Merry Wives of Windsor, The

Merry Wives of Windsor, The

Mr. Ford disguises himself in order to thwart Falstaff’s designs on Mrs. Ford. [Br. Drama: Shakespeare The Merry Wives of Windsor]
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Simeon Truby as Mr Erlanson and Giles Corey (The Red Balloon (Birmingham Rep), Warhorse - International Tour (National Theatre), Sweeney Todd (Aldephi Theatre), Merry Wives of Windsor, The Mouse and His Child (RSC)), Freddy Elletson as Frid and Revd John Hale (Holby City (BBC), Wonder Woman (Warner Brothers)), Richard Lounds as Henrik and Marshal Herrick (L'Etoile du Nord, Kokkola Opera; The House of Usher at The Hope Theatre)), Mary Doherty as Charlotte Malcolm and Elizabeth Proctor (Twelfth Night (National Theatre); Henry VI Trilogy (Shakespeare's Globe), Anne Boleyn (ETT and Shakespeare's Globe), All's Well That Ends Well - Shakespeare's Globe)).
(111.) Giorgio Melchiori, ed., The Merry Wives of Windsor, The Arden Shakespeare: Third Series (Walton-on-Thames, Surrey: Thomas Nelson and Sons Ltd., 2000), 49-52.
Grav (whose academic credentials are not supplied) writes five chapters focusing on The Comedy of Errors, The Merry Wives of Windsor, The Merchant of Venice, Measure for Measure, and Timon of Athens, with particular attention in the last chapter in reconciling the Timons of Shakespeare and Middleton.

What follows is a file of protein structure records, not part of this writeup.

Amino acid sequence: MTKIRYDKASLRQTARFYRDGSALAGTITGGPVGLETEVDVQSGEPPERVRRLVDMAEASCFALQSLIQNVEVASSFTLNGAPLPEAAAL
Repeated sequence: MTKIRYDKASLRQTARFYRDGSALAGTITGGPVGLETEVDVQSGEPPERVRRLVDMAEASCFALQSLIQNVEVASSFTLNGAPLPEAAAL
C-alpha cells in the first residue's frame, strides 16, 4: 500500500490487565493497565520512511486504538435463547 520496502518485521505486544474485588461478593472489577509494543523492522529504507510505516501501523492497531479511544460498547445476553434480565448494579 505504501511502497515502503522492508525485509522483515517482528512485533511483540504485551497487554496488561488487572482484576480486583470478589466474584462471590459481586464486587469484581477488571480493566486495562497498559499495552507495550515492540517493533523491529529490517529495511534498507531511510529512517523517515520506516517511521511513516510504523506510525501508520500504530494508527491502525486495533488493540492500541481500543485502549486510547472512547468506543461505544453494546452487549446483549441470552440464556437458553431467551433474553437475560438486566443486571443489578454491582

Music includes selections from The Merry Wives of Windsor, the Magic of Lloyd Webber and Gilbert and Sullivan.
In seven chapters, she comments on Comedy of Errors, A Midsummer Night's Dream, The Merry Wives of Windsor, the English histories and Hamlet, All's Well that Ends Well and TroiIus and Cressida, and Othello and Hamlet.
Showing that New Bibliographers were never the cool-headed scientists they might have believed themselves to be, Leah Marcus charts the critical assumptions underlying their editing in five essays that examine the early editions of Marlowe's Doctor Faustus, Shakespeare's The Merry Wives of Windsor, The Taming of A/The Shrew, and Hamlet, and Milton's Poems.
No one, as far as I know, has ventured a Titus Andronicus or even a Henry V, but I have personally seen ballets based on Romeo and Juliet, A Midsummer Night's Dream (these two are the all-time favorites for Bardic ballet), Hamlet, Othello, King Lear, The Taming of the Shrew, The Merry Wives of Windsor, The Tempest, Twelfth Night, Antony and Cleopatra, and even a ballet--Kenneth MacMillan's Aspects of Love--based on the Sonnets.
Merry Wives of Windsor, The Comedy in five acts by William SHAKESPEARE, produced about 1600-01 and published in a quarto edition in 1602.